Trump: Agreement with France on Iran nuclear deal could come 'fairly quickly'

Key Points
  • President Donald Trump on Tuesday said the United States and France could reach an agreement to preserve the Iran nuclear deal "fairly quickly."
  • The United States has been in negotiations with France, Germany and the U.K. to address Trump's criticisms of the 2015 accord.
  • French President Emmanuel Macron presented a three-point plan to build on the Iran nuclear deal, which overlapped with some of Trump's concerns.
Trump: Could have an agreement soon on Iran with Macron

President Donald Trump on Tuesday said the United States could soon reach an agreement with France that would preserve the 2015 Iran nuclear deal.

Trump made his comments during a news conference with French President Emmanuel Macron, who is trying to dissuade his American counterpart from pulling out of the accord. The push appeared to bear fruit on Tuesday as the leaders suggested a deal could be announced ahead of a crucial deadline in just under three weeks.

"We understand each other, and we'll see how that comes out," Trump told reporters on Tuesday. "We could have at least an agreement among ourselves fairly quickly. I think we're fairly close to understanding each other, and I think our meeting, our one-on-one, went very, very well."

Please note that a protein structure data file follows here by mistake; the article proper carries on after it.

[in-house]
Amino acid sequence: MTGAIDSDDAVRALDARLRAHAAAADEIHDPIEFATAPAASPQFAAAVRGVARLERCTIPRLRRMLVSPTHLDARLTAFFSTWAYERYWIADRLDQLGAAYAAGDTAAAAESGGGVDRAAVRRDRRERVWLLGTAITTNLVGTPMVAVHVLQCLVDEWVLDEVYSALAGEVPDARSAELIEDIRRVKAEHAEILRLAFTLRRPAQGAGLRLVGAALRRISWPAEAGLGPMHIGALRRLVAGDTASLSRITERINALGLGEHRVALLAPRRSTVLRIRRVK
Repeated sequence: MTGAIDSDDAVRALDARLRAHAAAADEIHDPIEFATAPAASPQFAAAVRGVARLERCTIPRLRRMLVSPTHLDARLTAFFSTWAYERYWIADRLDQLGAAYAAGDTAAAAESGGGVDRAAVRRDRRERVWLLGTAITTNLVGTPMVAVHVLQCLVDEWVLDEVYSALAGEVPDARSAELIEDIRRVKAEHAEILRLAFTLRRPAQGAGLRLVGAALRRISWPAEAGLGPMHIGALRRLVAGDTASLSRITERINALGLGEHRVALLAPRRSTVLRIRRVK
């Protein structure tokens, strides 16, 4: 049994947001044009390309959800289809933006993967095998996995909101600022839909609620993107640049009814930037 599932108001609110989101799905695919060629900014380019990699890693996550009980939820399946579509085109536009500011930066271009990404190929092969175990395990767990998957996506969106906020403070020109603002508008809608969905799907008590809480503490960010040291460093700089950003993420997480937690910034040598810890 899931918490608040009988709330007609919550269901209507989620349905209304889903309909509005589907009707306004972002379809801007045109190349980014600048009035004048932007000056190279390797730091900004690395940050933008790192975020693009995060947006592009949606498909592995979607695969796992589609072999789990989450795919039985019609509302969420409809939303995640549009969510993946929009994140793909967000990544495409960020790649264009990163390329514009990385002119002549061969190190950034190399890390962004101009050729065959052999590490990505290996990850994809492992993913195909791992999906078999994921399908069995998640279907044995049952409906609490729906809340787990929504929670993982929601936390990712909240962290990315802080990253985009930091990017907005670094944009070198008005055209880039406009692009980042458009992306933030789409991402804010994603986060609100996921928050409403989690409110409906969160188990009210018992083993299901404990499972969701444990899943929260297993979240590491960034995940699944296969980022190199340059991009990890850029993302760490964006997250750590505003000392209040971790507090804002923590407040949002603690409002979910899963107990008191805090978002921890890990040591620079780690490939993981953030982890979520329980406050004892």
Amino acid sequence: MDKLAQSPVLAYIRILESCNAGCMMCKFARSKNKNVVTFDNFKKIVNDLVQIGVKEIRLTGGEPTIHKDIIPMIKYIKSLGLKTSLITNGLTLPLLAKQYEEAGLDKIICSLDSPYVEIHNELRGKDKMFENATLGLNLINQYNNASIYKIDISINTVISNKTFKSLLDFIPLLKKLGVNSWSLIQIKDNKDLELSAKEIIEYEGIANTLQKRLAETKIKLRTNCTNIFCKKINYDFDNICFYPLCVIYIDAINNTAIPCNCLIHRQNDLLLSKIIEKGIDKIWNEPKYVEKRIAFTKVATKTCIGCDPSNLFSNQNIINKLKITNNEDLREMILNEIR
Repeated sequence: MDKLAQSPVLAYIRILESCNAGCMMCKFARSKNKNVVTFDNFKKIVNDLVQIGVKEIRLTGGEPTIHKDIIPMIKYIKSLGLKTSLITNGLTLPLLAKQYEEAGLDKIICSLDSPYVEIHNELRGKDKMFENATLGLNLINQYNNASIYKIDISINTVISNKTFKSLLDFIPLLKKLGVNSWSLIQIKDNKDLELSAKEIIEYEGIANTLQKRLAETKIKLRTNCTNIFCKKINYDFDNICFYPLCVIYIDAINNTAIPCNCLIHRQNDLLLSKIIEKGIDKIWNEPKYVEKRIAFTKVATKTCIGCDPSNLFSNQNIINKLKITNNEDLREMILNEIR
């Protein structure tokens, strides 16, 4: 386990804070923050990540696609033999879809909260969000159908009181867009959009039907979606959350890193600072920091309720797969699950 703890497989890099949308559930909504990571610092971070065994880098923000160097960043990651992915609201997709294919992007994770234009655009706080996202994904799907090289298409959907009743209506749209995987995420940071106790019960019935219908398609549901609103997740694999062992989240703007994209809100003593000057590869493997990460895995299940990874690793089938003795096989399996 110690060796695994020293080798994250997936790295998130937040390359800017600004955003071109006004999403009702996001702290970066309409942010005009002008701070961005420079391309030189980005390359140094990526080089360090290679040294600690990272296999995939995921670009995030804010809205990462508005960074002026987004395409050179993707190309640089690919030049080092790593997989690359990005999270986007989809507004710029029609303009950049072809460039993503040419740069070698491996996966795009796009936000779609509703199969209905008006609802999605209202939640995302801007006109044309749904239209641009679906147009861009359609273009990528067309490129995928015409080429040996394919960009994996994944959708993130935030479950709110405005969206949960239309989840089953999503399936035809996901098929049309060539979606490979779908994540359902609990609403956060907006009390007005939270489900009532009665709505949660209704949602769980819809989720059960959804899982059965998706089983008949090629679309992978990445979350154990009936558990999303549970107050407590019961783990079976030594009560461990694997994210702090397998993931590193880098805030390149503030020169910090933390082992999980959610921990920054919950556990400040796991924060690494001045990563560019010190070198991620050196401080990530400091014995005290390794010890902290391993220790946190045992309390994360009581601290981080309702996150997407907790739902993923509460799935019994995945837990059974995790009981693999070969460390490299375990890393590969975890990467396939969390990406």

Macron on Tuesday outlined a three-point plan that addresses several — but not all — of Trump's complaints about the nuclear accord. The plan, which is short on details, presumably forms the basis for ongoing negotiations between the United States and Europe.

The deal in question is the Joint Comprehensive Plan of Action, an agreement reached between Iran and six world powers in 2015 that placed limits on Iran's nuclear program in exchange for sanctions relief.

Trump: Iran can't be allowed to develop nuclear weapons

Trump has called the accord the worst deal ever. Earlier this year, he said he would withdraw the United States from the pact and restore sanctions on Iran if he could not reach a deal to toughen the terms of the agreement with France, Germany and the U.K., all of which support the accord.